— Danielle Salmon contributed with this article
When the Sega Mega Drive came out in early 1990s, it felt like a it was a one of a kind console. The variety of exciting and creative games made it instantly into a childhood favourite.
Everyone had their own favourite game on the Mega Drive. There were games like the “Adventures of Dizzy”, or “the game where you played as an egg” as most people remember it. It’s fun, entertaining and an all out feel-good game as everyone wants to be an egg, right?
There was “Mega Bomberman”, a game you would play if you wanted to blow up little blocks and in turn, blow up the other players. A simple yet fun game.
“Golden Axe” is another prime example – a short multiplayer RPG game where you could play as a barbarian, a dwarf, or a sexy woman wearing nothing but a badly home-made bikini. It’s comparable to the “Baldur’s Gate” series due to similar story and gameplay.
The Mega Drive produced a lot of different styles of games and generally opened up a whole new world of gaming. Pushing things to their limits and opening up the imagination of younger children.
However, 10 years on it seems like there are only a few people who still own a Sega Mega Drive, let alone play it. Everyone’s moved on to bigger and better things like the PS3 and Xbox 360. But have the game ideas and stories improved along with the graphics?
Scott Homer, in his third year of game design, grew up with his hands glued to the Mega Drive controller with his favourite game being “Global Gladiators”.
“I liked it so much because it was the only game out on Sega at the time that involved shooting a gun and I like to shoot stuff, so to me it was the perfect game,” he said.
Scott Joyce, also studying game design, insists that the best game ever was “Alex the Kidd in the Enchanted Castle” calling it his “childhood love”.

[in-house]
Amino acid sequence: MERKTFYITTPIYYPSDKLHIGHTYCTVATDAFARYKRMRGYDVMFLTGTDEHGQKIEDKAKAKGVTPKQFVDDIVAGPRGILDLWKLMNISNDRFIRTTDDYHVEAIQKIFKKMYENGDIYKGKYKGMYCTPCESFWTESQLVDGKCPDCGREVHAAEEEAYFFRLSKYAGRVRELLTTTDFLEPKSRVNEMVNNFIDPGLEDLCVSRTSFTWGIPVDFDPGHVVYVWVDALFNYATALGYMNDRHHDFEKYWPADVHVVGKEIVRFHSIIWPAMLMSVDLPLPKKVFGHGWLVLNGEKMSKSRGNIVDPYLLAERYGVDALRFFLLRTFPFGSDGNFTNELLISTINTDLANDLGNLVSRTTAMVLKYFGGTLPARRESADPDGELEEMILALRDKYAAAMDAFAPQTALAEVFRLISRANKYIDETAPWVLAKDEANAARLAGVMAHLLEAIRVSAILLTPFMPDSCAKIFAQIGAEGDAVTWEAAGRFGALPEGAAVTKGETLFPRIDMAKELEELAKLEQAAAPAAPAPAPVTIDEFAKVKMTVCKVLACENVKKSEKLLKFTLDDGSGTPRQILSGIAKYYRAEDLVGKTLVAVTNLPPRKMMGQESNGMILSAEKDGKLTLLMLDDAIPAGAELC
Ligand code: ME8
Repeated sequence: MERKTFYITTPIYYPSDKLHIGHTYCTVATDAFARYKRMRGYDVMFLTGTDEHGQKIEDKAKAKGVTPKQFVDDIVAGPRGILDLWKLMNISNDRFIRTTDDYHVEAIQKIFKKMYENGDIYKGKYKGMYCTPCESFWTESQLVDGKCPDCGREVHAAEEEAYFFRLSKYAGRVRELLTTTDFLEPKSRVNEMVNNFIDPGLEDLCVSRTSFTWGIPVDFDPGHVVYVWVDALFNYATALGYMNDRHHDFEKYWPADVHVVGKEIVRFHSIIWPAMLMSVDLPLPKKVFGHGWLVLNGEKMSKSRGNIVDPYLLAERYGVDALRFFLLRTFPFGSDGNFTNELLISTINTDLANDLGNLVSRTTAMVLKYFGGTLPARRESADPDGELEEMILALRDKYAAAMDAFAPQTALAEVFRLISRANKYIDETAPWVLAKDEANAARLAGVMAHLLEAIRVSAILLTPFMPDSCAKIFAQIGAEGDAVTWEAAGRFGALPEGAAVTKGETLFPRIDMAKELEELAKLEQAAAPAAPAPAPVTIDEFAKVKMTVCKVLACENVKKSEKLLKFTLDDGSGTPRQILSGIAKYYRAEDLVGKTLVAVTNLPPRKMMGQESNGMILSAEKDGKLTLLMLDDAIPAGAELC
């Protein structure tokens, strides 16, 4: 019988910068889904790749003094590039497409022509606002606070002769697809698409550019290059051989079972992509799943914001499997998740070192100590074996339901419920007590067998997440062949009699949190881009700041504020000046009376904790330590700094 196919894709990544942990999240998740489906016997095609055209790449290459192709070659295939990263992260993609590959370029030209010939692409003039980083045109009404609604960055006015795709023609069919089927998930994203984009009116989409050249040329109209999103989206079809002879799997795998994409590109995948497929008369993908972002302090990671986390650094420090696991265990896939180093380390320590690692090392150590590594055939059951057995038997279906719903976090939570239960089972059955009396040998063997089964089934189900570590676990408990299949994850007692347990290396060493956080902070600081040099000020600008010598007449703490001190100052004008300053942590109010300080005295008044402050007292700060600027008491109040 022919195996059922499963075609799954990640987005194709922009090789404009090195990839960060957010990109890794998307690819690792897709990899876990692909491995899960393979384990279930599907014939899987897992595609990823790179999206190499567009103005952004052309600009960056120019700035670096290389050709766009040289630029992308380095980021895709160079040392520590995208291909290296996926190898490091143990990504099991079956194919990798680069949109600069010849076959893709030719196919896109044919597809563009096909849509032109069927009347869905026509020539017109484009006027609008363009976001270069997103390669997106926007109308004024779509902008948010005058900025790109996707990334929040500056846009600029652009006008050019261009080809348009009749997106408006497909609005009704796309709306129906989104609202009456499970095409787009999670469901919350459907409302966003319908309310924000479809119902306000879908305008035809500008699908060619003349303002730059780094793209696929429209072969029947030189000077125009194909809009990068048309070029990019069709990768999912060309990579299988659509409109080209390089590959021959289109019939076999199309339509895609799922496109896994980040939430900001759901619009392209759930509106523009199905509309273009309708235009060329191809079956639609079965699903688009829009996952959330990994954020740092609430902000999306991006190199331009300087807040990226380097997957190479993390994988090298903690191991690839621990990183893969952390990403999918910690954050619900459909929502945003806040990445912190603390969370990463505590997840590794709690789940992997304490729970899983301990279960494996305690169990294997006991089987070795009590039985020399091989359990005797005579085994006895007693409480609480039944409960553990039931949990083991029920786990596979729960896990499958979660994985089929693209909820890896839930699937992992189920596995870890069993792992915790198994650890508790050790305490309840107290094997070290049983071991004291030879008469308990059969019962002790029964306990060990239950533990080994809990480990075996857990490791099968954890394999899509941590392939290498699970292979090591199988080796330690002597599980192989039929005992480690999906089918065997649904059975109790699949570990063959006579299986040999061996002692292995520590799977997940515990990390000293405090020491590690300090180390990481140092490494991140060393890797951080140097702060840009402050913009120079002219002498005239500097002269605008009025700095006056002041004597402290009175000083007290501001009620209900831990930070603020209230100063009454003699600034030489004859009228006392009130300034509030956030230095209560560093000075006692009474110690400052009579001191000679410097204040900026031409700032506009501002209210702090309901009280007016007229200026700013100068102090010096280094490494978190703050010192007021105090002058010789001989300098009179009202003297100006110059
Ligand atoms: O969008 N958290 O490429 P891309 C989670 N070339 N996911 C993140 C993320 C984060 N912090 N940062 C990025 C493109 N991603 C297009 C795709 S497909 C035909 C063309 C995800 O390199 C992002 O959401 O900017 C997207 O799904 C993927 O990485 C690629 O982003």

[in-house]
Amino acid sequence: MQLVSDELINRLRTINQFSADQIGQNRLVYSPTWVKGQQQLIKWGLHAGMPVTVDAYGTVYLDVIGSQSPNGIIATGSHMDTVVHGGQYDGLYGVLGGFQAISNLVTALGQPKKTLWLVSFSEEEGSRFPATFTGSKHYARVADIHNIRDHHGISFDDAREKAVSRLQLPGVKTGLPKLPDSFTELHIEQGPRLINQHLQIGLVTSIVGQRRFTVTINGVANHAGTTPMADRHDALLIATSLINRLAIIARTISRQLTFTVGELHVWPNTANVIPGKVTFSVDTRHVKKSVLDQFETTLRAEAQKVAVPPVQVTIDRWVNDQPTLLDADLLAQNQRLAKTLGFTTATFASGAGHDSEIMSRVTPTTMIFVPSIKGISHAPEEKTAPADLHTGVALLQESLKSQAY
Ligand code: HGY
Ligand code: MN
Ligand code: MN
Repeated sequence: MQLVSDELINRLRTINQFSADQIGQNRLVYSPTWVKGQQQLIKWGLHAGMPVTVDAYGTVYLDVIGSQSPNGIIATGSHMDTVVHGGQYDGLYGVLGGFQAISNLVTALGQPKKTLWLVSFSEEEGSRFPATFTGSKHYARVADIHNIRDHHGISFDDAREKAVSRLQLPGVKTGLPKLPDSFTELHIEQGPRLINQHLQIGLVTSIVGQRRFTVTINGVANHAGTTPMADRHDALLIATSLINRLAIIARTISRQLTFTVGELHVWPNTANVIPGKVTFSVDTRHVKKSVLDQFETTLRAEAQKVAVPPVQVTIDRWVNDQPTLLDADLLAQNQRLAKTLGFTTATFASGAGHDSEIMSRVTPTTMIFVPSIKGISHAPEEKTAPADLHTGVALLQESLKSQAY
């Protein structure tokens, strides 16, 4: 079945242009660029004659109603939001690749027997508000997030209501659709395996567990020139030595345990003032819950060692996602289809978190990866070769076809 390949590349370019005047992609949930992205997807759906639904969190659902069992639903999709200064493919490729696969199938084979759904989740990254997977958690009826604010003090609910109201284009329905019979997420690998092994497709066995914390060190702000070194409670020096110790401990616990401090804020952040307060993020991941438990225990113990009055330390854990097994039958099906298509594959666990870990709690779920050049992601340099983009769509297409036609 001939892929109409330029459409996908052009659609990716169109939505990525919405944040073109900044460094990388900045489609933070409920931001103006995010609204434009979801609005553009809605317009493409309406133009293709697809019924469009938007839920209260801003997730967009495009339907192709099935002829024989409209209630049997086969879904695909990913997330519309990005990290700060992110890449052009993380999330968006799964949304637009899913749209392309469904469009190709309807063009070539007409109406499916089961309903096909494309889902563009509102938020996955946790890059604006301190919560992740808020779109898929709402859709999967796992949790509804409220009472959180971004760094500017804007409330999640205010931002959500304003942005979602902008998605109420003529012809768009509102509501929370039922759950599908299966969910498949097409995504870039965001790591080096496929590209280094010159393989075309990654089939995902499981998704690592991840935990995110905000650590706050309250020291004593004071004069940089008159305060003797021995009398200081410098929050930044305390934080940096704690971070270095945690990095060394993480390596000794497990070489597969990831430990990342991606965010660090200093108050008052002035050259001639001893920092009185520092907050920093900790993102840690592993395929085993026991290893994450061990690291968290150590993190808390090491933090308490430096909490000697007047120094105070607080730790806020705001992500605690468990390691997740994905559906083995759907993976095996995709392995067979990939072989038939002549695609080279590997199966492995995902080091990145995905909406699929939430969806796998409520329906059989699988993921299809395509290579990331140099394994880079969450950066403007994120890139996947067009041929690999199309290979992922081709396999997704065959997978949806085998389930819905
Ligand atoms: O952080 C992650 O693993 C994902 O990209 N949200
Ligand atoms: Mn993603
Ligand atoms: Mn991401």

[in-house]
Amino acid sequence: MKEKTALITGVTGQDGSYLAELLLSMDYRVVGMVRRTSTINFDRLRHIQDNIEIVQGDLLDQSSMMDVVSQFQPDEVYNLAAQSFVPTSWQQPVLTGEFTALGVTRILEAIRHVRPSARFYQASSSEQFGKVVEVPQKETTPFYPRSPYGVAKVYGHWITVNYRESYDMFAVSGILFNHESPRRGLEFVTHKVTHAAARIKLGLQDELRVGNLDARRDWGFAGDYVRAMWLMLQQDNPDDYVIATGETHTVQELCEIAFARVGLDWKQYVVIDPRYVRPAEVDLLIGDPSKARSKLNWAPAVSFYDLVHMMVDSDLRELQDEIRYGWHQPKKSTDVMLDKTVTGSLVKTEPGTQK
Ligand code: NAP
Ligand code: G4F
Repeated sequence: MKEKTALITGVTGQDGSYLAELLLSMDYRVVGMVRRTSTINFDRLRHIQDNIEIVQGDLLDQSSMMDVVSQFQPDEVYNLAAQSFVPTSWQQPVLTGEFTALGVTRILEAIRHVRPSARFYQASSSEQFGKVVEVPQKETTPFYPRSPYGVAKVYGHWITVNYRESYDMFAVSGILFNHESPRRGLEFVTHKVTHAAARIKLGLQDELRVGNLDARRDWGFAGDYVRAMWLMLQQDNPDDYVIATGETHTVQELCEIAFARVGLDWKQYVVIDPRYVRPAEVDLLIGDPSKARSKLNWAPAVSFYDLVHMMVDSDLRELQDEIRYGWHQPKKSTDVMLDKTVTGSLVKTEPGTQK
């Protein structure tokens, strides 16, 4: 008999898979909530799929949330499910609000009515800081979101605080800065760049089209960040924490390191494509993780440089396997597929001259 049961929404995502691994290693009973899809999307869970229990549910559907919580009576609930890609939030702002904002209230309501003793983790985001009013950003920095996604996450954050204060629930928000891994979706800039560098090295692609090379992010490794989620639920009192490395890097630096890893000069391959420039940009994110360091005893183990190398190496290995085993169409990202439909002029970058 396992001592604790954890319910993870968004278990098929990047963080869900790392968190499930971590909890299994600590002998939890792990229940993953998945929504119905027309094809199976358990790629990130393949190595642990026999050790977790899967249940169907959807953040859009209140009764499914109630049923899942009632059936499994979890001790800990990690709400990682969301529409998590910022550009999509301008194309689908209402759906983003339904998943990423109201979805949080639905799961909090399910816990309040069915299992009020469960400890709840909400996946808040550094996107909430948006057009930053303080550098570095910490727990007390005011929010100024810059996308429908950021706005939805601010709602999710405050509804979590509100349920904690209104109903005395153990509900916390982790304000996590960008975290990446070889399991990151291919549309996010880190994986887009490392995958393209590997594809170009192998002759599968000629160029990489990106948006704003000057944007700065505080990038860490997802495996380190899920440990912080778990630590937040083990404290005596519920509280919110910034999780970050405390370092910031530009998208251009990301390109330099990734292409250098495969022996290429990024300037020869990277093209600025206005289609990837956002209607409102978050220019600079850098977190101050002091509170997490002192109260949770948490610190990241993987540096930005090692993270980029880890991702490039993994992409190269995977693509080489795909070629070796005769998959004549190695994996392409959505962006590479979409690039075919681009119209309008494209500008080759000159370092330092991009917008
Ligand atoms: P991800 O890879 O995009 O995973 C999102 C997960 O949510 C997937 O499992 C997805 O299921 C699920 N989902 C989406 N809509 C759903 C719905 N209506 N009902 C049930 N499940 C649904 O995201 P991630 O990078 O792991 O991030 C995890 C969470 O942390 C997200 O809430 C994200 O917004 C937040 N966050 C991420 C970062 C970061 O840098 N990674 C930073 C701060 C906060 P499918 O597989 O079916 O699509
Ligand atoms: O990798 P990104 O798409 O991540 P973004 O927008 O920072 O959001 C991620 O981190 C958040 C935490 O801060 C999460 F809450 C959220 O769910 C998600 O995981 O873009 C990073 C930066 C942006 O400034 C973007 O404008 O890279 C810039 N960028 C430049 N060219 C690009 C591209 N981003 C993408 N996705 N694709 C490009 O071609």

“I downloaded it for my PC a few years back and couldn’t stop playing it… I wouldn’t be so into games if I didn’t play ‘Alex the Kidd’. I want to make games for young kids to get them into games when I’m older, I think it’s amazing.”
The “Alex the Kidd” series was well known by a lot of Mega Drive owners as Sega’s previous console, the Master System, had one of the games built into some systems. The main character, Alex, became the subject of much merchandising and for a time was the unofficial mascot for the Sega Corporation.
Andrew Skinner, a second year journalism student at the University of Lincoln says that “FIFA Soccer 95” was his favourite game.
“You could run away from the referee whilst he was trying to book you and also because it’s what got me into foreign football.”
Sega’s biggest step in showing the world just how good they were was the release of “Sonic the Hedgehog”. It received critical acclaim as one of the greatest games ever made on the system, and the console really took off.
The Mega Drive took two years to make its way from Japan to Europe, but there was a good side to the delay as it meant the system launched with a lot more games than other regions. Many gamers chose not to wait another two years after that for the rival Super Nintendo Entertainment System (SNES) to come out and decided to purchase the Mega Drive. Even when the SNES hit Europe, the Mega Drive was lower in price and had a larger selection of games.
With games like “Alex the Kidd” and “Sonic the Hedgehog”, the Mega Drive had the ‘pick up and play’ style nailed and was cheap enough to be found in a lot of people’s homes. While Nintendo’s SNES might have ruled the market overseas, the simple joys of some Sega games meant the console was an important part of many people’s childhood.Tweet